Whilst the cat is away…

Photo: stopping for lunch during a five day marathon

Jan was in London for a week so I thought I’d spend time with my mistress. Her name is Leggera. She is my Italian bicycle.

I had five clear days to do some training for my big ride for Motor Neurone Disease in 2020, the Giro di Muscoli. The average distance of the 15 stages of the Giro is 150km so I decided to see if I could ride that distance every day for five days to see what I could learn.

I wore different kit each day so I was a bit like the Craig David song. ICC on a Monday, Pansèr on a Tuesday, Paris-Brest-Paris on a Wednesday, Pansèr on a Thursday and ICC on a Friday.

I decided to do some climbing on Monday, Wednesday and Friday, with flat coastal rides in between. Friday’s ride culminated in climbing the locally famous Il Cippo (Marco Pantani’s training hill). The Cippo is the centrepiece of Stage 14 of the Giro.

The main thing I learnt was that the Giro di Muscoli is going to be hard. For five days I got up, rode for between seven and eight hours (stopping for breaks and photos as I suspect the Giro will) made my recovery drink, updated Strava, had a shower, an hours sleeep, washed my kit, ate, slept and did it all over again. Each day I got more tired and took longer to recover. Jan said she saw the progression in my fatigue written on my face as the week progressed.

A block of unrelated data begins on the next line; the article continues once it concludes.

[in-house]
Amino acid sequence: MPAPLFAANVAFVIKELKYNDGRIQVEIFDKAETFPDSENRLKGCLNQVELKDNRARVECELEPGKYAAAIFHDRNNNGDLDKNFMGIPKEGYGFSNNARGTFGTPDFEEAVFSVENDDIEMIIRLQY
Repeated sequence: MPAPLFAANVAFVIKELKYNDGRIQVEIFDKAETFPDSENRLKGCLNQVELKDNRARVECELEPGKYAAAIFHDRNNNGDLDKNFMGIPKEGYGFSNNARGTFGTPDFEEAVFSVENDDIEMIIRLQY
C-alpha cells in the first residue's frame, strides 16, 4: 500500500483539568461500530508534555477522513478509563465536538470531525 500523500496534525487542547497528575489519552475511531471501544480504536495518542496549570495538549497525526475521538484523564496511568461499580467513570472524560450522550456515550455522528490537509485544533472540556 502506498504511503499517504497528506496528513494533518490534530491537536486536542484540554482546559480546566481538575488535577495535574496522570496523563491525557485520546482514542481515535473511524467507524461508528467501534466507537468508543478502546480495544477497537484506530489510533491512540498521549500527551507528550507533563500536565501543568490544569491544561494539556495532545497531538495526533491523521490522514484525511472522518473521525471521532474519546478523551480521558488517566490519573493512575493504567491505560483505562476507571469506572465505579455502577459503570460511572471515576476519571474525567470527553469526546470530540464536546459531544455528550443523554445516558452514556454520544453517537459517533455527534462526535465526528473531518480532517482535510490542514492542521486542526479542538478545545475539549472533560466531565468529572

This has put paid to my romantic idea of wandering around the cities with Jan after each stage. I will be heading straight to the hotel to rest and refill for the following day, though I might manage a finishing beer with the other riders.

I managed the five days, completing 779km and 7k metres climbing but the Giro starts with 1,585km and 15k metres climbing over the first ten days before the only rest day. In short it was half of the first ten days and a third of the entire Tour. I will keep a base level of fitness during the winter then pick up the training during next spring in readiness for June. The Giro is going to be a tough challenge.

One other thing I learnt is that I am unique, apparently. On Friday whilst stopped at a red light for road works one of the workers came over and said I could ride through the roadworks even though it was red. He said I was unique. The only cyclist to stop at the red lights. I explained I was English. “Aha, I understand…” he said “…that’s why you are unique”.







Rides: 79

Distance: 11,551 km

Average distance per ride: 146 km

Elevation gain: 101,332m (11.4 Everests)

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